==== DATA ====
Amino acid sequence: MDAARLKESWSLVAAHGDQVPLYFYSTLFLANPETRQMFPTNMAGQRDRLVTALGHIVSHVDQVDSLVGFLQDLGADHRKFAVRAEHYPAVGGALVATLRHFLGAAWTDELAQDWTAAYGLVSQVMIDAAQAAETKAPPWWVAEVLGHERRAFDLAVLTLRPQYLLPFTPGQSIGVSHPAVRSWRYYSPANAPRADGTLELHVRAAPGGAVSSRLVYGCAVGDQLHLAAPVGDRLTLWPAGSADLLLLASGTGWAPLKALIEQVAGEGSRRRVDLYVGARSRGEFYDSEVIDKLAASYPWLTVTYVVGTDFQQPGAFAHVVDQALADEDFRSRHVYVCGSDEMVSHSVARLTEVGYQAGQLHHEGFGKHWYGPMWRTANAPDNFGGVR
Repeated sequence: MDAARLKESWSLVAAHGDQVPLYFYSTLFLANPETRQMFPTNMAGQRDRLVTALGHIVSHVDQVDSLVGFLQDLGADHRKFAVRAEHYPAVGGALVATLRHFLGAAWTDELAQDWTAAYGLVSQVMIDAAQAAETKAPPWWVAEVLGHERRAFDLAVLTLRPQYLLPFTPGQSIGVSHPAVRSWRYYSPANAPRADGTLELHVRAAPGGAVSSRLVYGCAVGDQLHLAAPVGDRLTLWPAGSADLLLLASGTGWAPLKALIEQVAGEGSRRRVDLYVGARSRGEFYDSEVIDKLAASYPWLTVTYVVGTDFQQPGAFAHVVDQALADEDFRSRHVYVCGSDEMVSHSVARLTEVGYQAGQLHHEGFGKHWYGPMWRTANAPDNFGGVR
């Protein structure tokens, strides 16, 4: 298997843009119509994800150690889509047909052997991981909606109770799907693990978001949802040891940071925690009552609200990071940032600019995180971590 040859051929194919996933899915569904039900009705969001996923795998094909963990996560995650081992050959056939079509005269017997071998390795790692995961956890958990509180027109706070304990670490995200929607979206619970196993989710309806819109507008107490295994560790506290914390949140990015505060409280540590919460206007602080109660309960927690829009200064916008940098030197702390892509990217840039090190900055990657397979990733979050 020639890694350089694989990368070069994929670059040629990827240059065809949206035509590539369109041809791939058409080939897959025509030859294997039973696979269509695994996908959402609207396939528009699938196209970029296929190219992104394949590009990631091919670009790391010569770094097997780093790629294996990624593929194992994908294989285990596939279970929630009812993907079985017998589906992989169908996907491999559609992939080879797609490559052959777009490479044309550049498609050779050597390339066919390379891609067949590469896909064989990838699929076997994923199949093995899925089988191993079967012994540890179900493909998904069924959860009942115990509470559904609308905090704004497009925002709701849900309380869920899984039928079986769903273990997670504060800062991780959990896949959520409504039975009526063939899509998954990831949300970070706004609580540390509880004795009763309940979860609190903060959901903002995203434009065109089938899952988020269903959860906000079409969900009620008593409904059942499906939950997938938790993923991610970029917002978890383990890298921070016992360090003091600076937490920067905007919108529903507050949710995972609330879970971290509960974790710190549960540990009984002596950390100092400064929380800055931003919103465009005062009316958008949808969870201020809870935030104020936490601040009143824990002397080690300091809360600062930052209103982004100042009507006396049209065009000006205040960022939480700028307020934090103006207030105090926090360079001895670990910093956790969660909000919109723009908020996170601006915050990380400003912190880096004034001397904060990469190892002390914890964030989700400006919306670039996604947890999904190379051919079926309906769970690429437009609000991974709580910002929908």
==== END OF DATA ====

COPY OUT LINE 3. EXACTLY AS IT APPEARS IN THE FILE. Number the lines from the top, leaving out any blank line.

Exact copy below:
């Protein structure tokens, strides 16, 4: 298997843009119509994800150690889509047909052997991981909606109770799907693990978001949802040891940071925690009552609200990071940032600019995180971590 040859051929194919996933899915569904039900009705969001996923795998094909963990996560995650081992050959056939079509005269017997071998390795790692995961956890958990509180027109706070304990670490995200929607979206619970196993989710309806819109507008107490295994560790506290914390949140990015505060409280540590919460206007602080109660309960927690829009200064916008940098030197702390892509990217840039090190900055990657397979990733979050 020639890694350089694989990368070069994929670059040629990827240059065809949206035509590539369109041809791939058409080939897959025509030859294997039973696979269509695994996908959402609207396939528009699938196209970029296929190219992104394949590009990631091919670009790391010569770094097997780093790629294996990624593929194992994908294989285990596939279970929630009812993907079985017998589906992989169908996907491999559609992939080879797609490559052959777009490479044309550049498609050779050597390339066919390379891609067949590469896909064989990838699929076997994923199949093995899925089988191993079967012994540890179900493909998904069924959860009942115990509470559904609308905090704004497009925002709701849900309380869920899984039928079986769903273990997670504060800062991780959990896949959520409504039975009526063939899509998954990831949300970070706004609580540390509880004795009763309940979860609190903060959901903002995203434009065109089938899952988020269903959860906000079409969900009620008593409904059942499906939950997938938790993923991610970029917002978890383990890298921070016992360090003091600076937490920067905007919108529903507050949710995972609330879970971290509960974790710190549960540990009984002596950390100092400064929380800055931003919103465009005062009316958008949808969870201020809870935030104020936490601040009143824990002397080690300091809360600062930052209103982004100042009507006396049209065009000006205040960022939480700028307020934090103006207030105090926090360079001895670990910093956790969660909000919109723009908020996170601006915050990380400003912190880096004034001397904060990469190892002390914890964030989700400006919306670039996604947890999904190379051919079926309906769970690429437009609000991974709580910002929908």